Full Text for CTM Theological Observer 21-1 (Text)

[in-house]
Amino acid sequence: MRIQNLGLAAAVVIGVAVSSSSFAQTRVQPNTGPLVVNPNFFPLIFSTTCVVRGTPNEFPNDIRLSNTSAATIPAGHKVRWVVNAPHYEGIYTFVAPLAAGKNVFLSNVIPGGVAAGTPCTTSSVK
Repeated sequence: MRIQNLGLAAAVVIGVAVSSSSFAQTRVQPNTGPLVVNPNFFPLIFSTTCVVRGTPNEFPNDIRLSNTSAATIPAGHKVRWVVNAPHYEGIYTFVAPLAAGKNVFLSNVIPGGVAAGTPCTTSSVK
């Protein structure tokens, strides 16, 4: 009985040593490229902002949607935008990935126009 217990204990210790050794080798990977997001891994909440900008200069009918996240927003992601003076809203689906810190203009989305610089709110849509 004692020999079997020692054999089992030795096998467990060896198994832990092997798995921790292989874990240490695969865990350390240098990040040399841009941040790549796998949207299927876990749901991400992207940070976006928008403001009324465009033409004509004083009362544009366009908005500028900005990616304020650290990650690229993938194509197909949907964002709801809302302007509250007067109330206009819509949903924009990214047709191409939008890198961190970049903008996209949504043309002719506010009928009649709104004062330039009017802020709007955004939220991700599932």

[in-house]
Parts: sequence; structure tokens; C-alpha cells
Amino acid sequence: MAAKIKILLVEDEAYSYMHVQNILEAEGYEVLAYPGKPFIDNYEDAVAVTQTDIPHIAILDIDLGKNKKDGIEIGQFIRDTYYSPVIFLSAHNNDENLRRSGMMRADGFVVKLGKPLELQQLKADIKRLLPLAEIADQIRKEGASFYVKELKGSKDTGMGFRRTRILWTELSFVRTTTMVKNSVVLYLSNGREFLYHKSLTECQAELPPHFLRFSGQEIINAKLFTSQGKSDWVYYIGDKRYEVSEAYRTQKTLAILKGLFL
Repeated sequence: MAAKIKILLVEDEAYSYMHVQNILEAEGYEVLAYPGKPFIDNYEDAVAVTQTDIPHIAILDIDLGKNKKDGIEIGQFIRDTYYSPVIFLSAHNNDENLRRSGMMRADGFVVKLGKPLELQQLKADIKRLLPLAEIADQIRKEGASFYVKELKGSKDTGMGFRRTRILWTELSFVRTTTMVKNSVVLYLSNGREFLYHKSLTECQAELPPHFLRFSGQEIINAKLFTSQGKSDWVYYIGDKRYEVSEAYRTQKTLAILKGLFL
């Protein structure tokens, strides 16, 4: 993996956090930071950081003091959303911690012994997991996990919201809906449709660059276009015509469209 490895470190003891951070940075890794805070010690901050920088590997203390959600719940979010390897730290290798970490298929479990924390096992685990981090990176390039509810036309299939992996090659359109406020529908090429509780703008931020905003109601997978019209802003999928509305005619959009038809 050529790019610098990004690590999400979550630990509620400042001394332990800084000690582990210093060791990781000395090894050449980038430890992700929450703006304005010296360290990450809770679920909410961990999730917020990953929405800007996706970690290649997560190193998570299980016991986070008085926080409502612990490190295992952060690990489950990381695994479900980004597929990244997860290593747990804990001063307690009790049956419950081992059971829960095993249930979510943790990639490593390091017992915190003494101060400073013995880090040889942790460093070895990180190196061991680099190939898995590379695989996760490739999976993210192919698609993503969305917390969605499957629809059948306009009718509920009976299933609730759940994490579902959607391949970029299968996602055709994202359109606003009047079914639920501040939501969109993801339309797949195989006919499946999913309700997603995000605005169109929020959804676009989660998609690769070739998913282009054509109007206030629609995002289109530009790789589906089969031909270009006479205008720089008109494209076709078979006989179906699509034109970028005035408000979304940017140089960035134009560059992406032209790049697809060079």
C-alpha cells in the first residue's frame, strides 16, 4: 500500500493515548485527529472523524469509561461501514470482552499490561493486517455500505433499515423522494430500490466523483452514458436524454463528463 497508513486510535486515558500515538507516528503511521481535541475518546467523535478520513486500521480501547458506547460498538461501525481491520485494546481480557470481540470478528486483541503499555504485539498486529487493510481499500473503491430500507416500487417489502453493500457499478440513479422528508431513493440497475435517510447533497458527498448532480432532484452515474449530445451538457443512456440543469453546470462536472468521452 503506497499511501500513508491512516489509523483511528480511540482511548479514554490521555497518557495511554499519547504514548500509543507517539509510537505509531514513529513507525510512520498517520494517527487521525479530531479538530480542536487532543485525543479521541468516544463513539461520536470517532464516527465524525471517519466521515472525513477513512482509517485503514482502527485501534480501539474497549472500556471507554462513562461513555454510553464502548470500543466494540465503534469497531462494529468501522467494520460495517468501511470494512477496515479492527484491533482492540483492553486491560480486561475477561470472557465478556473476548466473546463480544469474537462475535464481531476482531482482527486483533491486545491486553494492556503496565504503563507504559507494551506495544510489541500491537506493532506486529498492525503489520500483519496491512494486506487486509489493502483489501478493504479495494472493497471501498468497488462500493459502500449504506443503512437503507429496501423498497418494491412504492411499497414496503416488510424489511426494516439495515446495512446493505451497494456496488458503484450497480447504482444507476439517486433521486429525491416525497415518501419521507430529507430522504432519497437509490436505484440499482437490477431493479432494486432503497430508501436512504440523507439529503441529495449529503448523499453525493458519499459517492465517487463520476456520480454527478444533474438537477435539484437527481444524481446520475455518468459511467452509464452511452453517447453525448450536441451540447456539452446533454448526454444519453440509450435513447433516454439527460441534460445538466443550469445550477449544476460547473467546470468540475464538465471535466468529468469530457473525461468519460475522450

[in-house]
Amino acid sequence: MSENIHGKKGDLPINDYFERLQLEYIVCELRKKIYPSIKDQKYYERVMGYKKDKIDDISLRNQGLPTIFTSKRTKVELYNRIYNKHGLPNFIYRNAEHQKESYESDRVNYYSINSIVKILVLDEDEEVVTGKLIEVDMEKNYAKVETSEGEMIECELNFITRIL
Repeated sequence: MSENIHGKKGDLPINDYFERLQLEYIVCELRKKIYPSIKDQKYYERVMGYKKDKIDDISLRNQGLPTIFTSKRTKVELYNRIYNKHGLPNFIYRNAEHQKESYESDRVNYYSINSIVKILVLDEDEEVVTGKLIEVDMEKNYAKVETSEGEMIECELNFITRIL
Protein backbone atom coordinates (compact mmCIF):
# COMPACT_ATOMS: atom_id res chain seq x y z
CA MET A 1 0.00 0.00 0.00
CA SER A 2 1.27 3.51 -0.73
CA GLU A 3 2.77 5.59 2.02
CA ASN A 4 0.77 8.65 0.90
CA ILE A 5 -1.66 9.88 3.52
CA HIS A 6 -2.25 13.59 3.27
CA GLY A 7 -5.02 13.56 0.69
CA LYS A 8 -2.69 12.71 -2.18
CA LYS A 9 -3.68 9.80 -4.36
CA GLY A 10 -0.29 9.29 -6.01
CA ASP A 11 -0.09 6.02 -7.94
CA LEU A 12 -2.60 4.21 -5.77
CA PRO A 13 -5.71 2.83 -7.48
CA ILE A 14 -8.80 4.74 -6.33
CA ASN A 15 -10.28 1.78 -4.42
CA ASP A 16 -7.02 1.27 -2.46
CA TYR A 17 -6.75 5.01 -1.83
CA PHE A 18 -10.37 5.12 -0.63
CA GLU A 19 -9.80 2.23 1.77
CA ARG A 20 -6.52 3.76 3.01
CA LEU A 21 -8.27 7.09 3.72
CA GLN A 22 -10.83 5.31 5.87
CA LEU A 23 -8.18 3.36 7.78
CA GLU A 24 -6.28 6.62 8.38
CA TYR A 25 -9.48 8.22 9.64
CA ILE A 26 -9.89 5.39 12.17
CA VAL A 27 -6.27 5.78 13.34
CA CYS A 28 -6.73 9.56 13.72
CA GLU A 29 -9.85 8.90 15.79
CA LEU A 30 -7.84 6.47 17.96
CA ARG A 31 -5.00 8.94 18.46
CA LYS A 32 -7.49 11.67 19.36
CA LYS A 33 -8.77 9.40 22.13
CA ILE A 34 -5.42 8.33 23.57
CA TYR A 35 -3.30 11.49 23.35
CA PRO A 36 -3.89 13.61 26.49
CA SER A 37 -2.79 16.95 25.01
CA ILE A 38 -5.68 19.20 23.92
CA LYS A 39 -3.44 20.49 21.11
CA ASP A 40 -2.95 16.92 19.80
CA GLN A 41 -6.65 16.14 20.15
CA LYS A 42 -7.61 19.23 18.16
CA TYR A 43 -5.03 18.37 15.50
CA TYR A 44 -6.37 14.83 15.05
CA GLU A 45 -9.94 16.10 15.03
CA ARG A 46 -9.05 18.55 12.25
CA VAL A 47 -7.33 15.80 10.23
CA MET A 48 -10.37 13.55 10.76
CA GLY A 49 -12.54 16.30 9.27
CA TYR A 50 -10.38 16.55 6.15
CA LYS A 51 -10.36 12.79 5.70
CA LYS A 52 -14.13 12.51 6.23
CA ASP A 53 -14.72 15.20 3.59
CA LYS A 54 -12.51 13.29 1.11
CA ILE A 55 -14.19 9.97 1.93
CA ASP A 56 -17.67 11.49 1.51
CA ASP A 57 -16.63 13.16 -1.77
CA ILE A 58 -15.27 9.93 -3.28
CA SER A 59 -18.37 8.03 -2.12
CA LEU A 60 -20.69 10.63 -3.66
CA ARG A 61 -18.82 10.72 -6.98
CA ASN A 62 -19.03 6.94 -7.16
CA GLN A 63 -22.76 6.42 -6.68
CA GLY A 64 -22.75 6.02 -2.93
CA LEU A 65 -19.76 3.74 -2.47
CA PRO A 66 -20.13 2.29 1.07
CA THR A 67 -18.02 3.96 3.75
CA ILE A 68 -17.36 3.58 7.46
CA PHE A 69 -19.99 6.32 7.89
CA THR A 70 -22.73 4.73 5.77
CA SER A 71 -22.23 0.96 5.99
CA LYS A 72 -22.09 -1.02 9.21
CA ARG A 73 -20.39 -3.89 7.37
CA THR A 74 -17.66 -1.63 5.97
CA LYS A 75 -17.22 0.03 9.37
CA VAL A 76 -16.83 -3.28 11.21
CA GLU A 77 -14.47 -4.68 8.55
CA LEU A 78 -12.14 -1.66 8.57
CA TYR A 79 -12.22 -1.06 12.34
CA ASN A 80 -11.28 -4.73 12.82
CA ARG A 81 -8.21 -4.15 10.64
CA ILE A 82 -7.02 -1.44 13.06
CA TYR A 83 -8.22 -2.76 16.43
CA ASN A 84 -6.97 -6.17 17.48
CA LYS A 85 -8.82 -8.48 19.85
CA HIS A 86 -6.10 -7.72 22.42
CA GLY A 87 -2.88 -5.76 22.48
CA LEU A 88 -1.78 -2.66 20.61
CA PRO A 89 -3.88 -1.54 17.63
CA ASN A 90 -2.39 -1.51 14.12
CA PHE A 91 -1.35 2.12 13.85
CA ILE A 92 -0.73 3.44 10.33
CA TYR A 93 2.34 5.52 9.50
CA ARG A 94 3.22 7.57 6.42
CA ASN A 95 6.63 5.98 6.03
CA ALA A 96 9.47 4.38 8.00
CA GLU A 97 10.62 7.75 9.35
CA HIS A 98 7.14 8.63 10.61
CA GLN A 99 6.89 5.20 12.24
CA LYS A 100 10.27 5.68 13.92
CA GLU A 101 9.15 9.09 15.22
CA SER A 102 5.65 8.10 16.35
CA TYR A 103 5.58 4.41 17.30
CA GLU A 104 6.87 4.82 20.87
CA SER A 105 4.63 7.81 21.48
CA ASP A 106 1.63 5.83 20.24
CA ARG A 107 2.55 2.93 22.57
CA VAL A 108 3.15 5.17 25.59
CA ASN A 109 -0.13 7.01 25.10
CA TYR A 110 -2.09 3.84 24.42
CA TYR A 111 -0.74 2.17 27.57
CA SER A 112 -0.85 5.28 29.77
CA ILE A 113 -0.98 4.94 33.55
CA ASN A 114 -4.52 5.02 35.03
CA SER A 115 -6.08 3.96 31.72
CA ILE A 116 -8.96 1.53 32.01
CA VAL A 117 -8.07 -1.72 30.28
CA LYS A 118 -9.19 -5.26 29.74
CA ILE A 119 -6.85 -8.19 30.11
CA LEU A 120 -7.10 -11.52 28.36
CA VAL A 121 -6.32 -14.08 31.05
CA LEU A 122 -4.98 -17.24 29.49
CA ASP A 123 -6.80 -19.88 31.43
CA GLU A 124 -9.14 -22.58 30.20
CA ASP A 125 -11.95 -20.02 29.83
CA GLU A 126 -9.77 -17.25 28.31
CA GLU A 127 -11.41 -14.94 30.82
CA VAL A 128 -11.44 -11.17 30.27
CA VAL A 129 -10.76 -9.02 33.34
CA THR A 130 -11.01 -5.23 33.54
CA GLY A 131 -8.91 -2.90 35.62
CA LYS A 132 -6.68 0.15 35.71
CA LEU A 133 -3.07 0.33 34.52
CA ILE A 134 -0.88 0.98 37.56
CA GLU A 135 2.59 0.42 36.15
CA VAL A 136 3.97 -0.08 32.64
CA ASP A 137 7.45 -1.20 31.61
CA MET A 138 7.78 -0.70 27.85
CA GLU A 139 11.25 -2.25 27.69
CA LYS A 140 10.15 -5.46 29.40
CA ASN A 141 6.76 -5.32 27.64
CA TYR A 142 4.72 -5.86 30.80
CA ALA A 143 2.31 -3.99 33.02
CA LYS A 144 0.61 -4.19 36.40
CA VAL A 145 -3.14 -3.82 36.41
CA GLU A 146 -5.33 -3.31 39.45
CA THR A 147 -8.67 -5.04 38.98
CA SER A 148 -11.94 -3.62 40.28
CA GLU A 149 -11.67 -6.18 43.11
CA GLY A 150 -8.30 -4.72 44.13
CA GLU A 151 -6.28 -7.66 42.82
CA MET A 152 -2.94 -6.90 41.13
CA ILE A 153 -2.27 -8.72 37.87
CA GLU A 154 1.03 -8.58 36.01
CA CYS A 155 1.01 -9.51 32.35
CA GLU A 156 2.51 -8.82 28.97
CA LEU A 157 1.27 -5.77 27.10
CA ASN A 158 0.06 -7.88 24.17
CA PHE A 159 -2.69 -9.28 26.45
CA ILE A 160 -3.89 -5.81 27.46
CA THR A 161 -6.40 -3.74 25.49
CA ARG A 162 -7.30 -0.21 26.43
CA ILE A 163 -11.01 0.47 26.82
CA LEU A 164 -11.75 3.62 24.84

Concol2()io Theological Mont I JANUARY • 1950 60 THEOLOGICAL OBSERVER divisions. Sentences are sometimes separated by spaces and paragraphs are indicated by new beginnings at the margin. The latter are usually not indented, however, unless the previous line is full. Some unfamiliar marginal markings occur, which may represent sectarian reading aids. Chapter forty is distinguished from thirty-nine only by a new, un­indented paragraph and the presence of one of the marginal symbols. ''The date of the Isaiah scroll, near the close of the second pre­Christian century, classes it not only as the oldest extensive manuscript of the Bible existing in any language, but also places it approximately a millennium earlier than the oldest Hebrew scrolls of the Old Testa­ment which were previously known to exist. We now have a Hebrew witness, practically contemporary with the Septuagint, to the early text of the Prophet. This early date, plus the completeness of the scroll, makes it an extremely important instrument for the textual criticism of the canonical book. The point of chief significance in this connec­tion is the remarbble degree to which it suPPOrtS the fidelity of the Masoretic Text. The standardization of the traditional text is herein indicated to have been accotnplisht:d much earlier than was previously supposed. Furthermore, a comparison of the Masoretic and Jerusalem texts [Hthe Jerusalem texts" is a term applied to all the scrolls dis­covered in 1947} reveals that, in spite of the extreme antiquity of the latter, the former may actually preserve the text in earlier form. The Masoretic superiority, plus its more archaic orthography, suggests that the archetype of the Masorah of the traditional text was based on a pre­Maccabean manuscript of the Prophet .... On the other hand, the older traditions of grammar and prom:nciation preserved by the Isaiah scroll will be of inestimable value in the reconstruction of pre-Masoretic grammar. "Though some proposed emendations of the Masoretic Text are strik­ingly confirmed by the Isaiah scroll, textual variants in the latter are far less numerous than radical critics might have desired. Disappointed, too, are those who seek here for evidence resolving difficulties of unity and date of composition. The First and Second Isaiah question is left unanswered; the beginning of chapter forty is distinguished only by an unindented paragraph and a marginal sectarian symbol. This was to be expected, however, since our scroll is certainly later than the canoni­zation of the Prophets. On the other hand, those who would date chapter 65, for example, as late as 200 B. C. are definitely shown to be in error. Such a date leaves an insufficient margin of time for the canonical book to have assumed its present form." P. M. B. THEOLOGICAL OBSERVER 61 LUTHERANISM IN AUSTRALIA In its issue of Nov. 9, 1949, The Lutheran reports that "Dr. Herman Sasse of Germany has arrived in Australia to teach at the seminary of the United Evangelical lutheran Church in Australia at Adelaide. Dr. Sasse visited the United States in 1948 as a guest of the lutheran Church -Missouri Synod." The same paper reports in its issue of Nov.2, 1949: "The chances were good this month that Lutherans of Australia could form a united church long before such a thing is achieved in America. In the Queens­land district a meeting is scheduled this month for pastors of the Evan­gelical Lutheran Church of Australia (associated with the Missouri Synod, U. S. A.) and the United Evangelical Lutheran Church of Aus­tralia. Successful meetings had already been held in the New South Wales and South Australia districts. "These were the first meetings held together by the two groups in 60 years. Statements regarding theological differences are being studied. A heavy tide of immigration from Europe is affecting the Lutheran situation in Australi(l., More than 160,000 arrived in the last two years, and 170,000 more are expected by June 30, 1950." P. M. B. SOUTH AMERICA THROUGH LUTHERAN EYES The Lutheran World Review (October, 1949), published by the Lu­theran Wodd Federation, contains a very interesting article, written by Stuart W. Herman, Geneva, Switzerland, on the Lutheran church union outlook in South America. Dr. Herman personally visited all the South American republics with the exception of five and found there is some Lutheran work in all but two, namely, Ecuador and French Guiana. The article is objective and aims at ways and means by which Lutheranism in South America might be consolidated in its efforts and thus strengthened, a thing which should be done if at all possible. What aroused our major interest in the article was the author's statement about the work of the Missouri Synod. He finds much to praise about the Missouri churches. "They are, as usual, well-disciplined and evangelistically aggressive" (p. 92). He has high praise also for the work of the Lutheran Hour, which reaches not only Brazil and Ar­gentina, but also many other countries, and for the Missouri Synod seminaries in Porto Alegre and Buenos Aires. But there is in the article also what may appear as a criticism. For example, Dr. Herman writes: "In many Brazilian towns of German origin there are today three churches: one Roman Catholic, one 'Evangelical,' and one Missouri lutheran. This situation did not develop without hard feelings on both 62 THEOLOGICAL OBSERVER sides, but today some of the old wounds have begun to heal; although many Missourians are still inclined to stake absolute claim to the name 'Lutheran' (ibid.)." Now, the undersigned has for some time closely followed the hard struggle and excellent work of our brethren in South America. To say that "this situation did not develop without hard feelings on both sides" is putting it very mildly. The so-called Evan­gelical Synods of South America, of which the author has much to say, actually did everything in their power to render our work impossible, misrepresenting by oral and written word both our doctrinal position and the reason that brought our Synod to South America. Evidence that our brethren were inclined "to stake absolute claim to the name Lutheran" does not appear in any of their publications, though time and again (and rightly so) they marked the liberal "Evangelical Synods," which in many instances totally rejected the Gospel of Christ, as "non-Lutheran" and such Lutheran units as fraternized with them and other Protestants in South America, and as also otherwise in word and practice were disloyal to Scripture and the Lutheran Confessions, as "erring Lutherans." On the other hand (and this he article does nor say) our brethren have always been ready to discuss matters of doctrine and practice with any Protestant group in South America and have even solicited such discussions. And today our brethren are still ready to discuss matters of church unity as also to co-operate with Lutheran and other Protestant groups in externals. We write this for the sake of the publication of the whole truth (which the writer perhaps could not learn on his visit) , as also in the interest of fostering true church union. Dr. Herman himself admits such readiness of co-operation when he writes: "One of the unforgettable experiences of my trip was the meet­ing of representative leaders of the La Plata Synod, the United Lu­theran Church of Argentina, and the Missouri Synod around a big table in Concordia Seminary on the edge of Buenos Aires to discuss ways and means of coping with the problem of Lutheran refugees and of in­tegrating the technical aspects of this task through an inter-denomina­tional reception committee in Argentina" (p. 88) . We recommend such "gettings together" both in South America and in North America, but not merely to co-operate in extemis, but primarily to foster true oneness both in doctrine and church practice. J. T. MUELLER "SONGS IN THE NIGHT" According to the Lutheran. Oct. 26, 1949, Dr. Karl Ihmels has been dismissed from his post as professor of Mission History at Leipzig on the basis of an anonymous accusation that he served as a member of THEOLOGICAL OBSERVER 63 the S. S. under the Nazi regime; furthermore, that his sixteen-year-old son had disappeared mysteriously about a year ago and that he was accidentally found by Bishop Hugo Hahn in a concentration camp. Dr. Karl Ihmels is the son of the late Bishop Ludwig Ihmels, the last of the so-called Erlangen theologians. Dr. Arndt and the undersigned met an older son of Dr. Karl Ihme1s at Valbonne, France, in 1947, where he attended a conference of German Prisoners of War who were rendering spiritual service to their fellow prisoners. The son had just completed his theological training at Montpelier, an emergency sem­inary, where theological smdents continued their interrupted studies while still prisoners of war. According to Christ und Welt (Sept. 29, 1949) the church gov­ernment of the Berlin-Brandenburg diocese has submitted a list of 14 churches and parsonages which have been dismantled, though there was no urgent reason for this action. When one thill_ks of aU' the heartaches to which Christians behind the Iron Curtain are subjected, one is constrained to remember them regularly in one's prayers. The heroic faith of many Lutherans was expressed beautifully by Bishop Beste, who, when asked, What do your people do in the face of all their dangers, answered: "They sing doxologies." F. E. M. THEOLOGICAL STUDENTS IN GE&'VfANY Christ und Welt (Sept. 22, 1949) reports that 3,559 evangelical theological students are attending universities and theological "high schools" in the four zones of Germany. This total includes 473 female students who are preparing themselves for specific work in the Church. Der Lutheraner (Frankfurt) states that almost 1,000 students are en­rolled at "Theologische Hochschulen," seminaries which are detached from the state-supported universities, for example, the Theologische Hochschule at Ober-Ursel, at Neuendettelsau, Bethel, Berlin. We con­sider this a healthy sign. While the traditional pattern of European theological training developed theological specialists, it failed to a large extent to prepare men in the real sense for the parish ministry. F.E.M. "THE SAVIOR'S ETERNAL WORK" Under this caption, Professor Otto A. Piper of Princeton Theological Seminary published an exegetical study of Col. 1:9-29, in Interpretation (July, 1949). In this study, the author demonstrates with considerable effectiveness that the term "Christological digression," which has been frequently applied to Col. 1: 15-20, is "misleading and prejudices a 64 THEOLOGICAL OBSERVER sound interpretation from the very outset." He then shows that this section is an integral part of the entire Christological argument in Col. 1:9-29. He also notes that Col. 1:15-20 is not merely a defense of Christ's true nature and work directed against Gnostic interpretations, but that the work of Christ spoken of in CoL 1: 15-20 is most closely related to the Savior's redemptive work. In discussing, on the basis of CoL 1: 15-20, the Savior's eternal ac­tivity in this physical universe, Dr. Piper fearlessly lashes out against some present-day existentialists. Referring to the difficulty of the nat­ural mind to understand the mysteries of this universe, the author writes: "How ridiculous modern existentialism looks when measured by Paul's insights! Those little Sartres et al. think they are wise when they talk intelligent nonsense, whereas their whole attitude proves that they do not believe in their own words, bur rather build their lives upon the high opinions they have of themselves, and upon the flatteries of their admirers. But the rea! greatness of Paul as a thinker is not to be found in the criticism to which he subjected the philosophical and 'gflostic' views, but rather in his interpretation of the Word of God as the disclosure of the eternal purpose of God" (p. 291). The author also finds Col. 1: 15-20 most relevant in a Christian's criticism of an­cient and modern teleological, materialistic, and idealistic views. He writes: 'The vexing problem of whether the universe should be ex­plained in terms of causality or teleology is solved in Him [Christ]. Both views are right, because He is a living being. He is not merely the efficient cause through whom the universe came into being but every­thing is also to be subjected to Him. Materialism or positivism as an explanation of the universe is wrong, but so is idealism. It is only in this redemptive personalism that the elements of truth found in both of those philosophical views can be brought to a satisfactory synthesis." (P.205.) Perhaps because the author was held to a prescribed number of words when he wrote the study, he could not discuss such pregnant words occurring in Col. 1 as %'daL~ (v. 15),